Fire regimes continue to change across Africa (Archibald et al. 2012), modifying ecosystems in their wake, however, this change is likely only part of a chain of fire management, and control events over longer time periods of regime change (Hughes et al. 2013). In the case of the Bateke Plateaux, fire governance has changed significantly in the past 130 years. At the end of the nineteenth century, fire use was governed by land chiefs who used ceremonies and rituals to appease the ancestors, and fines and consequences to punish fire crimes. During the colonial era, laws on hunting, fire, and land were introduced. However, by the 1960s Bateke fire governance changed as customary control over lands and fire was reduced, guns became common, statutory laws were unenforced, and people emigrated, leaving very little in place that resembled the former system. The fire regime had changed from annual to semi-annual ([Table 1]).{Table 1}

Today's savannas have been transformed from common pool resources to open access which are just now beginning to be transformed, in ANPN territory, to closed-access with co-managed buffer zones. Currently, in the absence of effective customary or state regulation, individuals are able to hunt and burn several times a year resulting in a semi-annual fire regime. The combination of affluence in Gabon and poverty in the Republic of Congo leaves the landscape overhunted (Bout 2006).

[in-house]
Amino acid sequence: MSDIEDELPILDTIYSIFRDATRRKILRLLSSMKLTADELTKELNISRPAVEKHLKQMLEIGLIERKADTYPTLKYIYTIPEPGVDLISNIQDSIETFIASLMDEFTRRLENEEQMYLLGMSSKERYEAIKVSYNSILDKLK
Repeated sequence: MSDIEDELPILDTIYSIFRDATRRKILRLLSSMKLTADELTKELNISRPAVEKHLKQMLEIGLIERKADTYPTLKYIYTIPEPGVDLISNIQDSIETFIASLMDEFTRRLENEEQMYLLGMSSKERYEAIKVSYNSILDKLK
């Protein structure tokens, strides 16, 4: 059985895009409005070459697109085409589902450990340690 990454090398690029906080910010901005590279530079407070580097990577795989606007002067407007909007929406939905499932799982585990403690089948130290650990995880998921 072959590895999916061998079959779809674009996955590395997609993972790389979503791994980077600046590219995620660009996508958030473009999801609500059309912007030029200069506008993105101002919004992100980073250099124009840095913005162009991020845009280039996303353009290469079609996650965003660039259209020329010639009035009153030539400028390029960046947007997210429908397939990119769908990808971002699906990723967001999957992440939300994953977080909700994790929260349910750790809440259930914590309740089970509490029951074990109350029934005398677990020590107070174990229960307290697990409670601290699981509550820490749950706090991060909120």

As states move to decentralise authority over natural resources, the context of the original centralisation of power must be taken into account. Periods of historical resistance by local people to other authorities controlling resource use must be considered, as shown in cases from eastern, western and southern Africa (Neumann 2005; Lund 2006; Beymar-Farris and Bassett 2012). Not mastering the history or culture of the area where states and outsiders work, places the relationship with local people and the viability of the interventions at risk (Waylen et al. 2010). Furthermore, remnants of the land chief system remain, including ceremonies and understandings of abundance of natural resources, which, contrasts to ideas prevalent in conservation (Walters et al. in review). The resulting changed fire regime creates a challenge for management, as today's landscape is a product of the past fire governance and its fire regime. In Australia, changed fire regimes have created new landscapes (Miller et al. 2006), and management agencies are considering historic and new fire regimes (Burrows and Christensen 1990), and co-management with Aboriginal groups (Parr et al. 2009). Historical fire regimes and governance are recognised as important elements of landscape management (Anderen et al. 1998).